Generally, the nitrate compound will provide a maximum of about 0.2 gram mole per liter of the nitrate radical; the preferred solution will contain about 0.25 to 0.45 gram mole per liter of the oxalate radical, about 0.05 to 0.11 gram mole per liter of the nitrate radical, and about 0.01 to 0.03 gram mole per liter of the peroxy group. In many instances, best results will be achieved with a solution containing about 0.4 gram mole per liter of oxalate radical, about 0.1 gram mole per liter of the nitrate radical, and 0.02 gram mole per liter of the peroxy group. Normally, the oxalate compound will be oxalic acid, the nitrate compound will be sodium nitrate, and the peroxy compound will be hydrogen peroxide; the solution should have a pH of about 1.5 to 3.0, and it may include additional ingredients, such as an effective amount of a wetting agent.
Other objects of the invention are attained by the provision of a composition which, when added to water, will produce a solution as hereinabove described. Sodium perborate, sodium percarbonate, sodium persulfate, ammonium persulfate, potassium perborate and potassium persulfate may be used with oxalic acid and sodium nitrate to provide an exemplary dry, single-package composition.
Additional objects of the invention are attained by the provision of a process in which a mass of elements, including a quantity of objects with metal surfaces, is introduced into the container of a mass finishing unit. The elements are wetted with a solution of the composition described, and the mass is rapidly agitated while maintaining the surfaces in a wetted condition. The agitation produces relative movement and contact among the elements, and preferably continuous oxygenation of the solution, and is continued for a period of time sufficient to effect the desired refinement. Generally, the surfaces of the objects will have arithmetic average (AA) roughness values in excess of about 30 at the time of introduction, and will ultimately exhibit a roughness of about 6 AA or lower after a total agitation period of about four hours or less. Normally, the mass of elements will include a quantity of mechanical finishing media, and the solution will be used in an amount equal to about 15 to 25 percent of the volume of the mass finishing unit bowl.
Exemplary of the efficacy of the present invention are the following specific examples:
Solutions having the compositions described below in Table One are prepared. The solid ingredients are expressed as percentages of their combined weights, and are used in a concentration of 45 grams of the mixture per liter of water; when employed (as indicated by an "X" in the table), hydrogen peroxide is used at a concentration of 0.035 gram mole of the compound per liter of solution, and is introduced by adding 0.3 percent (based upon the volume of the solution) of standard, 35 percent hydrogen peroxide reagent.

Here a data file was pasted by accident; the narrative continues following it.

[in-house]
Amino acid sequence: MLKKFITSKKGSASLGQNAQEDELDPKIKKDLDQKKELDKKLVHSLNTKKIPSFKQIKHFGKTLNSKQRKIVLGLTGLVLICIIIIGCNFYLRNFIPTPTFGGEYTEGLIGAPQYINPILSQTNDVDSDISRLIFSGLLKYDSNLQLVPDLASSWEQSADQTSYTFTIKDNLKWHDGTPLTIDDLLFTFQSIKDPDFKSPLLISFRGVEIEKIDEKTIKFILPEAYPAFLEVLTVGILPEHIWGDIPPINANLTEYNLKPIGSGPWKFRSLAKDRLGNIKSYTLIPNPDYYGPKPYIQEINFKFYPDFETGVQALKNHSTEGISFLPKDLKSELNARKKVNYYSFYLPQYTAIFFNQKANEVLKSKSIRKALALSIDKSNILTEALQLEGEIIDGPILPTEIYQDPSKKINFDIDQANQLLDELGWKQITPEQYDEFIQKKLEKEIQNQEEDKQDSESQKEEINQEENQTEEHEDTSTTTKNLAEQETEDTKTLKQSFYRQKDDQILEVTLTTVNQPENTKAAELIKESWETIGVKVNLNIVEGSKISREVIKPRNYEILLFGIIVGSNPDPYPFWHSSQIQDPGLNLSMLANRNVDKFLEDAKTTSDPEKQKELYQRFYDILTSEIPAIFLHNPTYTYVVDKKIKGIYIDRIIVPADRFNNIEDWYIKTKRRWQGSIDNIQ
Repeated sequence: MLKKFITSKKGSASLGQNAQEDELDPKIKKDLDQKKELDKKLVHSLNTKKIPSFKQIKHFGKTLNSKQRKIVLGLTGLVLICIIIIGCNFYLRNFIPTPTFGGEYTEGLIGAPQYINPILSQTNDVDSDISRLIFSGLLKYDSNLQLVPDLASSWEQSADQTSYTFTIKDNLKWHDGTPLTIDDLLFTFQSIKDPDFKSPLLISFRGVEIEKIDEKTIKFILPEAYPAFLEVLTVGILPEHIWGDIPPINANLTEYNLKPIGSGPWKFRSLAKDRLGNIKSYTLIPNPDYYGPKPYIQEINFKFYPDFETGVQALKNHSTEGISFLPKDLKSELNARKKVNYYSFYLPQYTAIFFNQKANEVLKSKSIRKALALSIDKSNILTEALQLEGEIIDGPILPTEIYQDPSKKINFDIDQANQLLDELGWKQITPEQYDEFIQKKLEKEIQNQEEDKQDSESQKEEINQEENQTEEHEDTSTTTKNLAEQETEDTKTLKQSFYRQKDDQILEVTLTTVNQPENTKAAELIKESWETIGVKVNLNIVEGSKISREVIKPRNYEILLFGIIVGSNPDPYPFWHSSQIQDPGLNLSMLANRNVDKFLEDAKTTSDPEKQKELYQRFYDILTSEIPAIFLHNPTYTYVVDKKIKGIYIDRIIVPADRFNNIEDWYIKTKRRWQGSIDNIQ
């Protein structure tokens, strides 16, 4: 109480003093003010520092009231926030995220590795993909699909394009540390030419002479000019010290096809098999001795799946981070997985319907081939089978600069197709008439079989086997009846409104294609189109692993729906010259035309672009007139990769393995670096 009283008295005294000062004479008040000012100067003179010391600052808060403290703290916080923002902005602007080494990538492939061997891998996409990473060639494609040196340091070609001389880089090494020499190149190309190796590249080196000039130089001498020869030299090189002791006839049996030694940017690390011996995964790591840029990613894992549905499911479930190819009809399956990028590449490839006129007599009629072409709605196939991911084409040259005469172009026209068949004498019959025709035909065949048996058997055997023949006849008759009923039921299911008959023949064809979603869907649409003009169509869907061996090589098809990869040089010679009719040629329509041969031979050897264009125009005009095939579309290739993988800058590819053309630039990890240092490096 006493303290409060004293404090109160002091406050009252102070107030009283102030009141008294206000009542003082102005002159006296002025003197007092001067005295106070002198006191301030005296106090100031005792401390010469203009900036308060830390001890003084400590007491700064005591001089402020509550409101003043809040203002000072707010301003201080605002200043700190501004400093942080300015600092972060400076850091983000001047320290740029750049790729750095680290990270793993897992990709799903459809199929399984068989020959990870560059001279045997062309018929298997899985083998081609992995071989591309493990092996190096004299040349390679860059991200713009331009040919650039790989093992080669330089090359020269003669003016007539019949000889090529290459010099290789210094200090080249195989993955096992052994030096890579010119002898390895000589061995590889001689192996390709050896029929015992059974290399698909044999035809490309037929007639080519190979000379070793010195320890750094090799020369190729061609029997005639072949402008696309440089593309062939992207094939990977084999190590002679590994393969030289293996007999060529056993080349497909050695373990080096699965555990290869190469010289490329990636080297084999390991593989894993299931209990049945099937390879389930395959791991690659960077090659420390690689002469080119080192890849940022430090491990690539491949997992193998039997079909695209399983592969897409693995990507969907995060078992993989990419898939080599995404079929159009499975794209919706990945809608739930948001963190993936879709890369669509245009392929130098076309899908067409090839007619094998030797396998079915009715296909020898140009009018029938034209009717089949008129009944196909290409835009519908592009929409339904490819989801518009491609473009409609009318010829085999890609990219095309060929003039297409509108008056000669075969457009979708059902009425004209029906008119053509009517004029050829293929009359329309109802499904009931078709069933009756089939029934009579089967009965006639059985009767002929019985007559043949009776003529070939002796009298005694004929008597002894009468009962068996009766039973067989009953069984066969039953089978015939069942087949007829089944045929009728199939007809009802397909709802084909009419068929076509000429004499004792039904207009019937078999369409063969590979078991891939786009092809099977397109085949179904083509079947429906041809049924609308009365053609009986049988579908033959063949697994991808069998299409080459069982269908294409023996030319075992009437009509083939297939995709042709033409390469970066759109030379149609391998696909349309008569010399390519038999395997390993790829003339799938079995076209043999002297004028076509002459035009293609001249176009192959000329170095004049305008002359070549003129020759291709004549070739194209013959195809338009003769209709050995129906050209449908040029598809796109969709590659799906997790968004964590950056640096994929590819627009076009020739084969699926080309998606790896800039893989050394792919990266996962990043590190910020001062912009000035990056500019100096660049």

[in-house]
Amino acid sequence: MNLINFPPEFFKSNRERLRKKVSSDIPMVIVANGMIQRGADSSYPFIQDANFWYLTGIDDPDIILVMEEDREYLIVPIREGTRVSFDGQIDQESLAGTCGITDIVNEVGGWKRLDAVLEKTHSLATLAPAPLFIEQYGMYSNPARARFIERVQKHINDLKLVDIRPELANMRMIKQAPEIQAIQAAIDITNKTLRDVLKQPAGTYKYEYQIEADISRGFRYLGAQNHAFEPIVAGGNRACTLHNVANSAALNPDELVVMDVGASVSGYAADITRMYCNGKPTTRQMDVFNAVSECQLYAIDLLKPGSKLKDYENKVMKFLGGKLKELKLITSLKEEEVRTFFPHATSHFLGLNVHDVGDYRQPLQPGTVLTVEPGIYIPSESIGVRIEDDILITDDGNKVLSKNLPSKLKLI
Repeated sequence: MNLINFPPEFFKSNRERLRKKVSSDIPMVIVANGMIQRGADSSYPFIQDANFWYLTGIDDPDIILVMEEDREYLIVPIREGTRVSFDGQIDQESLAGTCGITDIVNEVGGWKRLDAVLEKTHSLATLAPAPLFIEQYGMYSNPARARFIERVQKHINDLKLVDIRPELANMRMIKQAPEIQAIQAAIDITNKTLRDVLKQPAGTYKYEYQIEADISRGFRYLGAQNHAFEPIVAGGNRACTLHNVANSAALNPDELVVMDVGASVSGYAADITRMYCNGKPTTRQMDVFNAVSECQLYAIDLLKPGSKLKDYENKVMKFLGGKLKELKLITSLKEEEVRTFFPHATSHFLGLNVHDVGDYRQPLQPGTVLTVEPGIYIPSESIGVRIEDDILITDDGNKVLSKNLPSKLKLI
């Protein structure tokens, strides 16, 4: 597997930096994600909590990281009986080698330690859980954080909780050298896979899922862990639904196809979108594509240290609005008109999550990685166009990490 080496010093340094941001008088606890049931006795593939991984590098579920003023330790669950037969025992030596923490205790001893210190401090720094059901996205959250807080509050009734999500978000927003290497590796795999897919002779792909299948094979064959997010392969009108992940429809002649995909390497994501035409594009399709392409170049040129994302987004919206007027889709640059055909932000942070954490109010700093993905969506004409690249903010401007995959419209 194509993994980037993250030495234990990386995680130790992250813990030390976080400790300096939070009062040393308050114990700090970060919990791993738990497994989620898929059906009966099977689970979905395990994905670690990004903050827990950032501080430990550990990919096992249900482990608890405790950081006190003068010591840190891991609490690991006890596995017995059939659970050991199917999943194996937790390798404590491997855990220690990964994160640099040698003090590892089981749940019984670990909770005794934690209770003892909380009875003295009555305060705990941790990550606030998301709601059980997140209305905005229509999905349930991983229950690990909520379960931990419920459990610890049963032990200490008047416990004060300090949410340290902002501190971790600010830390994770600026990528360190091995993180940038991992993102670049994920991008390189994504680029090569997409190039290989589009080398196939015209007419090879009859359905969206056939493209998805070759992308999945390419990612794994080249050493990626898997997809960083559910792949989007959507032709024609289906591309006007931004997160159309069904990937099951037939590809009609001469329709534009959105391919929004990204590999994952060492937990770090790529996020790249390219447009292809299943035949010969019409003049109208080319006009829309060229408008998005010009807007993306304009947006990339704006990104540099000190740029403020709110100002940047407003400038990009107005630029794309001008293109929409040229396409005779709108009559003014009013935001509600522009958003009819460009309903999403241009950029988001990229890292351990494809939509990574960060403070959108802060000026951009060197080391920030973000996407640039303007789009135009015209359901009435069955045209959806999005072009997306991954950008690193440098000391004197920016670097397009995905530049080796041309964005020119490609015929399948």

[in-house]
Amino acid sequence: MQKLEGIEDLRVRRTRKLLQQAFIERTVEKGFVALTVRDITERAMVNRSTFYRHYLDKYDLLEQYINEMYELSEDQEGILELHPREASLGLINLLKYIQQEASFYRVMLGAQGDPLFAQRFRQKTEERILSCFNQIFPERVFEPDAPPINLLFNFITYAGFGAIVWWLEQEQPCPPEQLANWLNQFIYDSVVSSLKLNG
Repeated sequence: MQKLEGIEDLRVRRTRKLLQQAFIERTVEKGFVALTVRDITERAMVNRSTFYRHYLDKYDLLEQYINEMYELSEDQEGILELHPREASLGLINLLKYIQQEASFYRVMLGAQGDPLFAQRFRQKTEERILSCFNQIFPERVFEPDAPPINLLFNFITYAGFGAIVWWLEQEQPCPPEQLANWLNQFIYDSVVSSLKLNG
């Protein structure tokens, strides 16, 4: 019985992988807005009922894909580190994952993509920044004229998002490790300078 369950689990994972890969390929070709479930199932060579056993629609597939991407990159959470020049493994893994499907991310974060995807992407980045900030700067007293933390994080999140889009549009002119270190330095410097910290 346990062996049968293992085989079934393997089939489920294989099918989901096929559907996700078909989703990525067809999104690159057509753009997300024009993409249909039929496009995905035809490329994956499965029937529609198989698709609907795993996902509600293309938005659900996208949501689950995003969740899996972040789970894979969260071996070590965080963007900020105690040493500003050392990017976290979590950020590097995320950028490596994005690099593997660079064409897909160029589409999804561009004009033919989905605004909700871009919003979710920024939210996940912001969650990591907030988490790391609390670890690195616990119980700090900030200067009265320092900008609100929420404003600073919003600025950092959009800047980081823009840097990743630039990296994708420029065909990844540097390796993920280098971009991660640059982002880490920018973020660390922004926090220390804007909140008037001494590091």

TABLE ONE______________________________________ Solution NumberIngredient 1 2 3 4 5 6 7 8______________________________________Oxalic Acid 99.5 99.5 79.5 79.5 79.5 79.5 59.5 --Tripoly- -- -- 20 20 -- -- 20 --phosphateSodium -- -- -- -- 20 20 20 --NitrateSodium -- -- -- -- -- -- -- 99.5HydroxideSodium 0.5 0.5 0.5 0.5 0.5 0.5 0.5 0.5LaurylSulfonateHydrogen -- X -- X -- X X --Peroxide______________________________________
The workpieces employed are the box-end portions cut from wrenches forged from 50B44 steel, heat treated to a Rockwell "C" hardness of 50-53 and then temper drawn in a salt bath to a Rockwell "C" value of 41-43. Ten such parts are loaded into a vibratory finishing unit, together with a sufficient amount of a fired porcelain media (of 13/8 inch by 1/2 inch thick triangular form and containing 28 percent of 325 grit aluminum oxide) to substantially fill its 140 liter bowl, and the unit is operated at the 4 millimeter amplitude setting. Fresh solution is continuously metered into the bowl and drawn off, at a rate of about 23 liters per hour, and the temperature rises from ambient to about 35° Centigrade during the run. The weight loss ("Wt"--expressed as a percentage of the starting weight) and surface refinement, as functions of time (expressed in hours elapsed), are reported in Table Two below; the surface finish is expressed by the extremes of arithmetic average roughness (AA) values, as determined by a "P-5" Hommel Tester:
TABLE TWO__________________________________________________________________________Time: Starting 1 2 3 4No. Wt AA Wt AA Wt AA Wt AA Wt AA__________________________________________________________________________1 -- 110-160 0.214 40-60 0.458 20-35 0.635 15-20 0.833 8-122 -- 110-170 0.232 40-60 0.456 18-30 0.687 10-16 0.920 6-93 -- 110-160 0.132 55-90 0.297 28-42 0.442 16-24 0.580 10-144 -- 120-180 0.240 38-56 0.470 18-30 0.711 10-14 0.948 7-95 -- 120-170 0.226 40-60 0.409 20-32 0.618 12-16 0.803 9-106 -- 110-160 0.356 20-40 0.686 10-20 1.042 4-9 1.395 4-67 -- 110-150 0.301 20-34 0.594 10-16 0.852 7-9 1.10 6-88 -- 110-160 0.099 50-75 -- -- -- -- 0.334 20-50__________________________________________________________________________